The existentialist concept of freedom is often misunderstood as a sort of liberum arbitrium where almost anything is possible and where values are inconsequential to choice and action. This interpretation of the concept is often related to the insistence on the absurdity of the world and that there are no absolutely "good" or "bad" values.I'm on board with this. There are no absolute values to be obeyed.
However, that there are no values to be found in the world in-itself doesn't mean that there are no values: Each of us usually already has his values before a consideration of their validity is carried through, and it is, after all, upon these values we act.I'll reference this previous sentence below. Again, existentialism and I are in accord. I think I pretty much got to where I am by coasting. And then, abruptly, I stopped coasting and am having to deal with the atrophy.
...[M]aking "choices" without allowing one's values to confer differing values to the alternatives, is, in fact, choosing not to make a choice - to "flip a coin," as it were, and to leave everything to chance.I am acutely aware of this. I feel this way; recall abulia. My frustration with this observation is what leads me to think about these things.
This is considered to be a refusal to live in the consequence of one's freedom, meaning it quickly becomes a sort of bad faith."Bad faith" sort of translates to giving up and lying to yourself about it. And I am uncomfortable leaving important decisions to a coin flip.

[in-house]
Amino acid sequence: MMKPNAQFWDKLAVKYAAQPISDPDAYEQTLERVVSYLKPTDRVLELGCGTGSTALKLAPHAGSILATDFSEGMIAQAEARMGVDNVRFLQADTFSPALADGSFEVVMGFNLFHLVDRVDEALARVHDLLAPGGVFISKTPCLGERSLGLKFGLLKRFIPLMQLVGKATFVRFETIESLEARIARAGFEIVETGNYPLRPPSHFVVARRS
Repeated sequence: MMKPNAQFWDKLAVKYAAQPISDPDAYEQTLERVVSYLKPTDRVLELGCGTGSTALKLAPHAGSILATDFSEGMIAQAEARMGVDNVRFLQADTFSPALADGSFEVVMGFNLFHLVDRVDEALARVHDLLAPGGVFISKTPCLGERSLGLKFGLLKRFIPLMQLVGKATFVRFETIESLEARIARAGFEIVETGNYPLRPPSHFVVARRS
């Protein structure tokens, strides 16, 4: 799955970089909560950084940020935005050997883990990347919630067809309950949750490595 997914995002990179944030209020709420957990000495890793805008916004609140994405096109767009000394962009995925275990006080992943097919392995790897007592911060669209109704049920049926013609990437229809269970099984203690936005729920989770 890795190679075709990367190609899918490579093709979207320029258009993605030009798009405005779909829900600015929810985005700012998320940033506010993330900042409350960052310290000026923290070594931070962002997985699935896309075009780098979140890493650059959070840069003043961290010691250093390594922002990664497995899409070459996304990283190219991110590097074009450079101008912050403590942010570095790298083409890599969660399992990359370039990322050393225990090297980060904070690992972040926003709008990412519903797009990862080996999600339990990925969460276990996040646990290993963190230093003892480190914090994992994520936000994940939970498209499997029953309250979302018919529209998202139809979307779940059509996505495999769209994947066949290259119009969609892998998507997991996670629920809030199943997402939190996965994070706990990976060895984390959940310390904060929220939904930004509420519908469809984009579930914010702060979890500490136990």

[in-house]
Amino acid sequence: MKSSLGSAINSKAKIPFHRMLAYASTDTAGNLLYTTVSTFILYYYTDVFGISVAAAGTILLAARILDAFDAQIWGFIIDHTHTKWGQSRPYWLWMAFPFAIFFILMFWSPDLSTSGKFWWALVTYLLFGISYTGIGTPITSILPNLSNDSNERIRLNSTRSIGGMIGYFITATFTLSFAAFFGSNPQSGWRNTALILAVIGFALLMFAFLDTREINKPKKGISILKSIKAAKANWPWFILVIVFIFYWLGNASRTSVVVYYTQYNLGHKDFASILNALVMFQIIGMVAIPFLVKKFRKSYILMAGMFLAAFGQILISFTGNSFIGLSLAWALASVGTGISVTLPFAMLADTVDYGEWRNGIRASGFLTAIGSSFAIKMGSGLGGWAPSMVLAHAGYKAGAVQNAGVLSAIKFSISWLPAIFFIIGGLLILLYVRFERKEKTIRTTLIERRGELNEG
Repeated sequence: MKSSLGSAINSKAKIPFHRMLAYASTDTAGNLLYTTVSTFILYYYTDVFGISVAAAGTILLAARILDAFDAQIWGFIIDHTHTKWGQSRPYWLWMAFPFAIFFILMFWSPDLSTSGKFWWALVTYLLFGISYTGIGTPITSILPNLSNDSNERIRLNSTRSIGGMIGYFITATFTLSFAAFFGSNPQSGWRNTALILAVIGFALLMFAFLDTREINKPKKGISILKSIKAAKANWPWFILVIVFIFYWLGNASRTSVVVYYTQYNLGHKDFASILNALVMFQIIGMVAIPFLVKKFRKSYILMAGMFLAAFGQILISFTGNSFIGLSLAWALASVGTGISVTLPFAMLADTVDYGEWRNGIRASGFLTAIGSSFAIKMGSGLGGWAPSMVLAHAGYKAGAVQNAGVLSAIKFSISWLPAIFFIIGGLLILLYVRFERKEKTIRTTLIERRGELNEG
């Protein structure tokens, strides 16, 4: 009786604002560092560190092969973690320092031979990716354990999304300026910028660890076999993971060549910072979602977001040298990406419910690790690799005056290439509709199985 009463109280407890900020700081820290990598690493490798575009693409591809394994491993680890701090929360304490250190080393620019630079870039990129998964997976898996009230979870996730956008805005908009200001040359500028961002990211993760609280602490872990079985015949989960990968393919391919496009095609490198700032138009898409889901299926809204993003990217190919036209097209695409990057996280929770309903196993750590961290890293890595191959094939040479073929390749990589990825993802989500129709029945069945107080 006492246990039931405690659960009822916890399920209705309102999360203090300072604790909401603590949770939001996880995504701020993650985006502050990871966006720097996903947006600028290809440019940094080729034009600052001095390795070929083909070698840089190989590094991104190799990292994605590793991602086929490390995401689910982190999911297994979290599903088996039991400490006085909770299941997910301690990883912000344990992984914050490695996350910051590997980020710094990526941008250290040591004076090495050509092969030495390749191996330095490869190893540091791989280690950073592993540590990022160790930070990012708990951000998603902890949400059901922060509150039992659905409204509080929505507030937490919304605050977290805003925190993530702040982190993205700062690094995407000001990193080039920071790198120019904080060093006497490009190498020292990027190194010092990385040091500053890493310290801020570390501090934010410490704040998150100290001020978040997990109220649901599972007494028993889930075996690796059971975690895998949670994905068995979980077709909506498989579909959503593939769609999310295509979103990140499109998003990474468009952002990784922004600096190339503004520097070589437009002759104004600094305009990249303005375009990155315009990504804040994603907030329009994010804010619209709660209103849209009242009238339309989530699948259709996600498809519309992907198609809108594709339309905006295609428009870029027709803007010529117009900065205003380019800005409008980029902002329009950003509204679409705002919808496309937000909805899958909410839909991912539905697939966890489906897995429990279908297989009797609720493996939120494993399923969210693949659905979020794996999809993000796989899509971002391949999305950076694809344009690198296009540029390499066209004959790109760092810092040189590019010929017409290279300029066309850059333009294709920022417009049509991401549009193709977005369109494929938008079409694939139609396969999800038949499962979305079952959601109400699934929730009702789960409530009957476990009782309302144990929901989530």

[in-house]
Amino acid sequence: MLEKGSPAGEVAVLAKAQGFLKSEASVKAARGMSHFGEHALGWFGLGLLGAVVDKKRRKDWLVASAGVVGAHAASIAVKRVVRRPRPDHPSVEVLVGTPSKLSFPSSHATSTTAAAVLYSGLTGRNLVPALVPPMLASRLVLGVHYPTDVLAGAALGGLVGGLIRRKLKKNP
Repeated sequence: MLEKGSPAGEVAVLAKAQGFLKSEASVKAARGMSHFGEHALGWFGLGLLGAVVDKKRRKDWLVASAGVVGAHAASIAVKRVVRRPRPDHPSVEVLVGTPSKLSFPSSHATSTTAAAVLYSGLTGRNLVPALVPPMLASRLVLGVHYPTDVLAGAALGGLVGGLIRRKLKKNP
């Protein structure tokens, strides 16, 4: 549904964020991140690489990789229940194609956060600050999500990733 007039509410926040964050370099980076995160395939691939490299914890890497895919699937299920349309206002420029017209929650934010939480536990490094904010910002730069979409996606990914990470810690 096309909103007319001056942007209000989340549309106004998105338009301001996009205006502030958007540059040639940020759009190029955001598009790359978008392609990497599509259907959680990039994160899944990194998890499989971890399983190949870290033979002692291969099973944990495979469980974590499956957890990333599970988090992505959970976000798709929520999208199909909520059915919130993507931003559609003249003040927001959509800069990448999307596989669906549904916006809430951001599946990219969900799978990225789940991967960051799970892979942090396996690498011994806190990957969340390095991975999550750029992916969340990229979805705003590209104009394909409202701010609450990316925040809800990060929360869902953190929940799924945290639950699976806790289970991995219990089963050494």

As such, existentialist freedom isn't situated in some kind of abstract space where everything is possible: Since man is free, and since he already exists in this world, it is implied that his freedom is only in this world, and that it, too, is restricted by it.Pure freedom – the misinterpretation – is indeed ridiculous. You cannot fly by flapping your naked arms: you are not free to do so. You cannot be a bluejay. Your freedom is inherently bounded in some ways. Recently, I have claimed to "not know myself anymore". What I mean is: I don't know what parts of me constitute restrictions and what parts constitute my free will. Is liking apples more than oranges a restriction? Or a choice? What about having children? Or a dependence on propinquity? What is hardwired in me – a restriction unless I follow asceticism, which I don't – and what it just up to me?
What isn't implied in this account of existential freedom, however, is that one's values are immutable; a consideration of one's values may cause one to reconsider and change them (though this rarely happens).A big YES here. I used to consider myself a rationalist, but I'm struggling through some emotional times. So I'm less taken with rationalism, since none of this seems rational. Recall the sentence I asked to you remember. I think one of those times when our values change is when we first attempt to validate them. For me, that took place when I first had to make difficult choices. It is embarrassing that I was 24 years old at the time.
A consequence of this fact is that one is not only responsible for one's actions, but also for the values one holds. This entails that a reference to "common values" doesn't "excuse" the individual's actions, because, even though these are the values of the society he is part of, they are also his own in the sense that he could choose them to be different at any time. Thus, the focus on freedom in existentialism is related to the limits of the responsibility one bears as a result of one's freedom: The relationship between freedom and responsibility is one of interdependency, and a clarification of freedom also clarifies what one is responsible for.The big question: am I responsible for my emotions? When should I use them to make a decision and when should I overrule them?